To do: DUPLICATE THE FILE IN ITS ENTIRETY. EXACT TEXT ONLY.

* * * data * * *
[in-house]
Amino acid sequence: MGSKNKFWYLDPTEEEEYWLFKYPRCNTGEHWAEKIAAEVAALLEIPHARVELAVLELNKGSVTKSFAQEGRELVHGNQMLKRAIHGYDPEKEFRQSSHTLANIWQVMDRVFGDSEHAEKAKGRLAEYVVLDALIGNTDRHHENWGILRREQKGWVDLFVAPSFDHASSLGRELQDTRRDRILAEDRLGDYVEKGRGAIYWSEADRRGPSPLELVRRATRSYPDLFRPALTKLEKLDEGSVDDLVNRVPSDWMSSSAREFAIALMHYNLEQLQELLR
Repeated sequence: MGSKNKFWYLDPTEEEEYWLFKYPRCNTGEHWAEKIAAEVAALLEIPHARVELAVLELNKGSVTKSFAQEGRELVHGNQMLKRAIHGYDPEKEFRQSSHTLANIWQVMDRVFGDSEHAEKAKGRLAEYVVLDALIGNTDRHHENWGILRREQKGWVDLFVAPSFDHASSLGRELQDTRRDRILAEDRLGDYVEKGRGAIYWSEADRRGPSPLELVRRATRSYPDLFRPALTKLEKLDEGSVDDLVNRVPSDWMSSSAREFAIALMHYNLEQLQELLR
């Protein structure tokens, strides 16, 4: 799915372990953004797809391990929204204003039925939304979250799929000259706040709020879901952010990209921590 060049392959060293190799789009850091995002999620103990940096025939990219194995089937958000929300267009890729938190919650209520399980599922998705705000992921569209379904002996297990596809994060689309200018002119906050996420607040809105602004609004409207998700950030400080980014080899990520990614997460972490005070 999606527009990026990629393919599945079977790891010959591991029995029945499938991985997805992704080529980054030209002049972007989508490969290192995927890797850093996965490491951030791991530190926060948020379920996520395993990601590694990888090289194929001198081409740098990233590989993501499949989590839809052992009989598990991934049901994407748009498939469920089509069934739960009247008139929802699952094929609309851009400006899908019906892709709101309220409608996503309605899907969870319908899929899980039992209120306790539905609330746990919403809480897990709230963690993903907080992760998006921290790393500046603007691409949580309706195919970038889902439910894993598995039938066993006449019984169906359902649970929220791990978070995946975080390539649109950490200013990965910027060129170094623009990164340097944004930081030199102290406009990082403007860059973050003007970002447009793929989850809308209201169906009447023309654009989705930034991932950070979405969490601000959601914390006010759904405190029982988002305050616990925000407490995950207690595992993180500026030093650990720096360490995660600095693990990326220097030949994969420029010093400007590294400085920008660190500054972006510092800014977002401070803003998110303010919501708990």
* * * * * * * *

[in-house]
Amino acid sequence: MGSKNKFWYLDPTEEEEYWLFKYPRCNTGEHWAEKIAAEVAALLEIPHARVELAVLELNKGSVTKSFAQEGRELVHGNQMLKRAIHGYDPEKEFRQSSHTLANIWQVMDRVFGDSEHAEKAKGRLAEYVVLDALIGNTDRHHENWGILRREQKGWVDLFVAPSFDHASSLGRELQDTRRDRILAEDRLGDYVEKGRGAIYWSEADRRGPSPLELVRRATRSYPDLFRPALTKLEKLDEGSVDDLVNRVPSDWMSSSAREFAIALMHYNLEQLQELLR
Repeated sequence: MGSKNKFWYLDPTEEEEYWLFKYPRCNTGEHWAEKIAAEVAALLEIPHARVELAVLELNKGSVTKSFAQEGRELVHGNQMLKRAIHGYDPEKEFRQSSHTLANIWQVMDRVFGDSEHAEKAKGRLAEYVVLDALIGNTDRHHENWGILRREQKGWVDLFVAPSFDHASSLGRELQDTRRDRILAEDRLGDYVEKGRGAIYWSEADRRGPSPLELVRRATRSYPDLFRPALTKLEKLDEGSVDDLVNRVPSDWMSSSAREFAIALMHYNLEQLQELLR
């Protein structure tokens, strides 16, 4: 799915372990953004797809391990929204204003039925939304979250799929000259706040709020879901952010990209921590 060049392959060293190799789009850091995002999620103990940096025939990219194995089937958000929300267009890729938190919650209520399980599922998705705000992921569209379904002996297990596809994060689309200018002119906050996420607040809105602004609004409207998700950030400080980014080899990520990614997460972490005070 999606527009990026990629393919599945079977790891010959591991029995029945499938991985997805992704080529980054030209002049972007989508490969290192995927890797850093996965490491951030791991530190926060948020379920996520395993990601590694990888090289194929001198081409740098990233590989993501499949989590839809052992009989598990991934049901994407748009498939469920089509069934739960009247008139929802699952094929609309851009400006899908019906892709709101309220409608996503309605899907969870319908899929899980039992209120306790539905609330746990919403809480897990709230963690993903907080992760998006921290790393500046603007691409949580309706195919970038889902439910894993598995039938066993006449019984169906359902649970929220791990978070995946975080390539649109950490200013990965910027060129170094623009990164340097944004930081030199102290406009990082403007860059973050003007970002447009793929989850809308209201169906009447023309654009989705930034991932950070979405969490601000959601914390006010759904405190029982988002305050616990925000407490995950207690595992993180500026030093650990720096360490995660600095693990990326220097030949994969420029010093400007590294400085920008660190500054972006510092800014977002401070803003998110303010919501708990």